Public Spaces Protection Orders (PSPOs) have been in the news recently with a Guardian front page revealing that hundreds of homeless people in England and Wales are being fined and imprisoned. PSPOs give local councils the powers to prohibit or require certain behaviours to take place within a defined geographical location. Under the Home Office remit of improving the quality of life for the ‘law abiding majority’, many councils have created PSPOs with multiple prohibitions ranging from littering, to aggressive begging, and foul and abusive language.
Breaching a PSPO can result in a fixed penalty notice (FPN) of up to £100. FPNs traditionally deal with environmental offences such a littering or fly-posting. The only rule for an FPN is that the recipient is over 10 years of age. This is in contrast to other fines-based sanctions such as Penalty Notices for Disorder, which are issued by the police under strict regulations that prevent them being given to a homeless person or someone sleeping rough.
The government website provides guidance on how councils must use the income generated by FPNs related to type of offence that prompted the fine. For example, FPN income generated from littering offences must be spent on council functions relating to litter, dog control, graffiti and fly-posting. However, PSPOs’ income is not on the list. Therefore, we submitted a Freedom of Information request to the Home Office to determine what guidelines have been set for PSPO income. The Home Office stated it had ‘not issued any additional guidance to councils or other local agencies telling them how the income can be used from breaches of Public Spaces Protection Orders’, furthermore it is not collecting any data from these agencies about the amount of income generated by the FPNs.
At a time when council budgets are being cut, a new way to generate income has been seized upon. In some locations, councils have employed private security firms to enforce PSPOs and issue FPNS, with the company receiving a fee for each FPN they dispense. Controversially, this incentivises PSPO enforcement and the issuing of fines. Liberty has highlighted various cases where unscrupulous officers have targeted behaviour that could only be considered a breach of a PSPO if applying the prohibition ‘to the letter’. For example, in Gravesham in Kent, where a private security firm receives £45 for every correctly issued FPN, a woman was issued with a fine for littering when feeding ducks. This incident led to an investigation by the council and the penalty was eventually revoked. This demonstrates the dangerous combination of wide-ranging prohibitions and financially incentivised methods of enforcement.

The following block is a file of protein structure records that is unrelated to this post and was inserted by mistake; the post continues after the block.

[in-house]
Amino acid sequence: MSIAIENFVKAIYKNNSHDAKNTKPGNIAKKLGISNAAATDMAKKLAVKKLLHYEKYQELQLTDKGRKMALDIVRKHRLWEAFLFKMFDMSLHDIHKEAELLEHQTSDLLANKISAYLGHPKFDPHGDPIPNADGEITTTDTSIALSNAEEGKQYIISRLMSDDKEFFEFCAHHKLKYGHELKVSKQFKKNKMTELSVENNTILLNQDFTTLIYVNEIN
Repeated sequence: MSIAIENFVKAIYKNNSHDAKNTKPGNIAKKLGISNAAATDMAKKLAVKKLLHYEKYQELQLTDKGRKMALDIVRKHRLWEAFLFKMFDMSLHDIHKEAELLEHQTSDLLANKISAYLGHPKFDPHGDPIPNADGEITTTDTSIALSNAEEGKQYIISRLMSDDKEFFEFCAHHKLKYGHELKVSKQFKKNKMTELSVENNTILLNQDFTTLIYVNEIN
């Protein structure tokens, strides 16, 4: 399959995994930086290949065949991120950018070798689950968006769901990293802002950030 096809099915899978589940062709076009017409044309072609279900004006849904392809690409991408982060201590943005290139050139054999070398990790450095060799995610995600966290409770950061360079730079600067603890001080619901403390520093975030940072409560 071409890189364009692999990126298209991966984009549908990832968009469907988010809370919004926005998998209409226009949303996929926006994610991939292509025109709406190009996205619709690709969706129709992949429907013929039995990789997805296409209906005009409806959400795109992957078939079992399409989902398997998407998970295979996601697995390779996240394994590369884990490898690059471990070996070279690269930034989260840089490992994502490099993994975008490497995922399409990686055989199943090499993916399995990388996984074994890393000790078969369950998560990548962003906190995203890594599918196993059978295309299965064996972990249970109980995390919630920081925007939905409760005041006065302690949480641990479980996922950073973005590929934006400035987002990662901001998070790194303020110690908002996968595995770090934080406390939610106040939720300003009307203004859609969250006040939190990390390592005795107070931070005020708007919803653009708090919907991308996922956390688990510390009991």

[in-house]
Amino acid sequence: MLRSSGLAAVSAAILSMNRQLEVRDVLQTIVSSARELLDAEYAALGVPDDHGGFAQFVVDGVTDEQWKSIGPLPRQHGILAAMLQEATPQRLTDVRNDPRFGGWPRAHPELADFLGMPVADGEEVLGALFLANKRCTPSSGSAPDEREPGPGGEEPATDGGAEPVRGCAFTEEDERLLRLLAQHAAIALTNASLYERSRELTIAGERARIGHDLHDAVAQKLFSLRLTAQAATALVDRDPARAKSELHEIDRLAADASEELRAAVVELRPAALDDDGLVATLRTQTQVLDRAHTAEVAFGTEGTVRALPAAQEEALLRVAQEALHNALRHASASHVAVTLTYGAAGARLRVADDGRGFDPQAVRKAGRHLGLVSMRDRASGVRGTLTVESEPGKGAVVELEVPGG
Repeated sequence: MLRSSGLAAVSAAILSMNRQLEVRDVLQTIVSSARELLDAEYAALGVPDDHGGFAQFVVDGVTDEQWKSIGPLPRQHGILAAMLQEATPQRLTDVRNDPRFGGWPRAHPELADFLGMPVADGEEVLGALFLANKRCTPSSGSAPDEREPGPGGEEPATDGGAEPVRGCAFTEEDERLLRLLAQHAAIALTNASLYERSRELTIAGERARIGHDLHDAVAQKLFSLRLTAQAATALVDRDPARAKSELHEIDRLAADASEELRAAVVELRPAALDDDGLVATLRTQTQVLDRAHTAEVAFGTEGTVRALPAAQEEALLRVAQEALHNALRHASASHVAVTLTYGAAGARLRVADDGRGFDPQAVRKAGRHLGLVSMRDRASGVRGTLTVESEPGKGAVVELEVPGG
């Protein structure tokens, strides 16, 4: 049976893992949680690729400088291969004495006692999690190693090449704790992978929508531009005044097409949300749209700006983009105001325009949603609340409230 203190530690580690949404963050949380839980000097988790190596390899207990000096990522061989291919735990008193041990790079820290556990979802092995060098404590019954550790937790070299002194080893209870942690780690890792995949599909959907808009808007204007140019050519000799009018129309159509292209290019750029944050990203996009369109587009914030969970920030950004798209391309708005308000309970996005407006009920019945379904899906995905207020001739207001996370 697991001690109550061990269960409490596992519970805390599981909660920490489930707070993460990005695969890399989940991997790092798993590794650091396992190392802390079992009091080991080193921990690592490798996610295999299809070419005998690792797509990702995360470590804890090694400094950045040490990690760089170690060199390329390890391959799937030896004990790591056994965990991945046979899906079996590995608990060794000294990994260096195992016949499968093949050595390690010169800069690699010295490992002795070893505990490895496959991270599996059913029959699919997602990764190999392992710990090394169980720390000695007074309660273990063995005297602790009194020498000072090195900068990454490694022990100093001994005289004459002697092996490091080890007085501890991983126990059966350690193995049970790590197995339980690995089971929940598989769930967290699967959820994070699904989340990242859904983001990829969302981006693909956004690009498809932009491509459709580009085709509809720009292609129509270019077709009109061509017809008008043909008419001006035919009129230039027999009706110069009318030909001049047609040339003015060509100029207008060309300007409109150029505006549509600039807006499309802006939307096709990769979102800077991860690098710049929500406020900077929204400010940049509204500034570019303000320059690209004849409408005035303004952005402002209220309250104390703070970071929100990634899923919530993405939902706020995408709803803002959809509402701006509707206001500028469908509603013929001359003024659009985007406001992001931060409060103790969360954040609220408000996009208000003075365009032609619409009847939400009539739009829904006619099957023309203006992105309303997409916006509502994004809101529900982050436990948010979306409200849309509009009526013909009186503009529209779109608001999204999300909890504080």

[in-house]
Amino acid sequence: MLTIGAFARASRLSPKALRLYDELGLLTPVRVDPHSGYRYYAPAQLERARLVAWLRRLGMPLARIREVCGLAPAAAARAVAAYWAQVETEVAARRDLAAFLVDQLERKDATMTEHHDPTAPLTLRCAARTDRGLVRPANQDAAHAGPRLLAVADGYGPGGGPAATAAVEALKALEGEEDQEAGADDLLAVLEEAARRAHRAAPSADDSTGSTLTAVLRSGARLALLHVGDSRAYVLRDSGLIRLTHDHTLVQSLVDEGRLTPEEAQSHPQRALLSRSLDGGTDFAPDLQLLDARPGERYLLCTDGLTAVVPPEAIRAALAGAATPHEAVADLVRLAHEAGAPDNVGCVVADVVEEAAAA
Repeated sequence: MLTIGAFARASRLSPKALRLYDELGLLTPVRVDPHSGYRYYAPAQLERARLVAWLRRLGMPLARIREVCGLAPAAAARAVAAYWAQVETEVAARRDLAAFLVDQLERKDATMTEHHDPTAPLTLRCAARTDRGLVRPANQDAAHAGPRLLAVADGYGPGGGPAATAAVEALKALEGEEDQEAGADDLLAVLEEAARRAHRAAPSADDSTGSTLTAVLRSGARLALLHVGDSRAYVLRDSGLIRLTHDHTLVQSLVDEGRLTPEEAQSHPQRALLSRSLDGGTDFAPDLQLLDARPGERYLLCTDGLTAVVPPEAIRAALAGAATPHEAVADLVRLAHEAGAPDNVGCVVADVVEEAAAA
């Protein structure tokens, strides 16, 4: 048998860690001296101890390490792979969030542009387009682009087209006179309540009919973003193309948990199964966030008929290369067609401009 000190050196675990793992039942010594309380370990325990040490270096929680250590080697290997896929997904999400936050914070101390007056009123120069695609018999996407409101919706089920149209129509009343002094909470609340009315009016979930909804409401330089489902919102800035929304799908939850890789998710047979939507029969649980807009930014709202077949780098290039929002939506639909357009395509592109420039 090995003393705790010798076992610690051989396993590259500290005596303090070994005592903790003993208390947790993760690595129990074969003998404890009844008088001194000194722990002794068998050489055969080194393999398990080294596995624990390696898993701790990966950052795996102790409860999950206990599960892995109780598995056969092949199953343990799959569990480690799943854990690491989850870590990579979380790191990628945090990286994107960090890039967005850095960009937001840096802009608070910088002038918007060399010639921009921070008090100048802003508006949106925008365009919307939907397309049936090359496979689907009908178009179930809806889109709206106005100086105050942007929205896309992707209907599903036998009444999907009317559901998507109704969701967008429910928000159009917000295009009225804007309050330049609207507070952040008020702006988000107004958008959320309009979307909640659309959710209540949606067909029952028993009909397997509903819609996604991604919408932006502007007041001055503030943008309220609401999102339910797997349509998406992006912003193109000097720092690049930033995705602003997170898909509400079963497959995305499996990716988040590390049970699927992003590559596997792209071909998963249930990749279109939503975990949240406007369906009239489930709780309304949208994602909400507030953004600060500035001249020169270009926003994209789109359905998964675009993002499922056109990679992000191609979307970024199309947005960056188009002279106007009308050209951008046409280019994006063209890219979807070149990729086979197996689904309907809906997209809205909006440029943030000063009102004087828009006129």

The Anti-Social Behaviour, Crime and Policing Act (2014), which contains the PSPO powers, was introduced to streamline existing anti-social behaviour powers and increase the focus on victims’ needs. If the government was truly committed to putting victims first, they would have ring-fenced the income generated by FPNs to spend on victims’ services and put greater protections in place to safeguard the public and vulnerable groups from money-driven private enforcement.
By Dr Vicky Heap Senior Lecturer in Criminology and Jill Dickinson Senior Lecturer in Law, their research into PSPOs has recently been published by Emerald Publishing, Public Spaces Protection Orders: a critical policy analysis .